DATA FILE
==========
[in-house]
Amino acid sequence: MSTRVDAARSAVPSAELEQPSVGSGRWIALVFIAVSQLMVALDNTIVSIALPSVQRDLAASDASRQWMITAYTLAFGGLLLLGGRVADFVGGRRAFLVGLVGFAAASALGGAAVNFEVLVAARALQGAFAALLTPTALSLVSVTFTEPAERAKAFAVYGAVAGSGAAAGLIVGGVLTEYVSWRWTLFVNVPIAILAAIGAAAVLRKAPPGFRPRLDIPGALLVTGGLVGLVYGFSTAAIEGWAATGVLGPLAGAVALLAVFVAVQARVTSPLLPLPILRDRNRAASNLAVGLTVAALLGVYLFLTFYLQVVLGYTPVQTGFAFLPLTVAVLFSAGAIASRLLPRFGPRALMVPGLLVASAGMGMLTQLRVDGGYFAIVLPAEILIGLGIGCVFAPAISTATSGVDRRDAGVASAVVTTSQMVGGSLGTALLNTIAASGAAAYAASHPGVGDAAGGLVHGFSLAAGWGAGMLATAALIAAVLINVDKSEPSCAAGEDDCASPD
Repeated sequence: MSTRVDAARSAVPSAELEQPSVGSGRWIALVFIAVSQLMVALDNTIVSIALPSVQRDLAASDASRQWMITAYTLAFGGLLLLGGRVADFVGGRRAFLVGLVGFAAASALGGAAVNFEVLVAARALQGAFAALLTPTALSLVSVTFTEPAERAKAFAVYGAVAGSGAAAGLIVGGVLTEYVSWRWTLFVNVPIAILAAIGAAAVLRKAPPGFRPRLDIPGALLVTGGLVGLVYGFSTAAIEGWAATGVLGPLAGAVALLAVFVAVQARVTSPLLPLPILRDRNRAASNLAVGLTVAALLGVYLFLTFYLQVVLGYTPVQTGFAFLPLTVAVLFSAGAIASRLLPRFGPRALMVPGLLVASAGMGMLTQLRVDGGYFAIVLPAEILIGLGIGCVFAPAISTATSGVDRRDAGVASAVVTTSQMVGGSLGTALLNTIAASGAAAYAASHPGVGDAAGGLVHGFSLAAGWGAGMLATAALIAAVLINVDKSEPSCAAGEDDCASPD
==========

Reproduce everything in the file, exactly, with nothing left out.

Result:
[in-house]
Amino acid sequence: MSTRVDAARSAVPSAELEQPSVGSGRWIALVFIAVSQLMVALDNTIVSIALPSVQRDLAASDASRQWMITAYTLAFGGLLLLGGRVADFVGGRRAFLVGLVGFAAASALGGAAVNFEVLVAARALQGAFAALLTPTALSLVSVTFTEPAERAKAFAVYGAVAGSGAAAGLIVGGVLTEYVSWRWTLFVNVPIAILAAIGAAAVLRKAPPGFRPRLDIPGALLVTGGLVGLVYGFSTAAIEGWAATGVLGPLAGAVALLAVFVAVQARVTSPLLPLPILRDRNRAASNLAVGLTVAALLGVYLFLTFYLQVVLGYTPVQTGFAFLPLTVAVLFSAGAIASRLLPRFGPRALMVPGLLVASAGMGMLTQLRVDGGYFAIVLPAEILIGLGIGCVFAPAISTATSGVDRRDAGVASAVVTTSQMVGGSLGTALLNTIAASGAAAYAASHPGVGDAAGGLVHGFSLAAGWGAGMLATAALIAAVLINVDKSEPSCAAGEDDCASPD
Repeated sequence: MSTRVDAARSAVPSAELEQPSVGSGRWIALVFIAVSQLMVALDNTIVSIALPSVQRDLAASDASRQWMITAYTLAFGGLLLLGGRVADFVGGRRAFLVGLVGFAAASALGGAAVNFEVLVAARALQGAFAALLTPTALSLVSVTFTEPAERAKAFAVYGAVAGSGAAAGLIVGGVLTEYVSWRWTLFVNVPIAILAAIGAAAVLRKAPPGFRPRLDIPGALLVTGGLVGLVYGFSTAAIEGWAATGVLGPLAGAVALLAVFVAVQARVTSPLLPLPILRDRNRAASNLAVGLTVAALLGVYLFLTFYLQVVLGYTPVQTGFAFLPLTVAVLFSAGAIASRLLPRFGPRALMVPGLLVASAGMGMLTQLRVDGGYFAIVLPAEILIGLGIGCVFAPAISTATSGVDRRDAGVASAVVTTSQMVGGSLGTALLNTIAASGAAAYAASHPGVGDAAGGLVHGFSLAAGWGAGMLATAALIAAVLINVDKSEPSCAAGEDDCASPD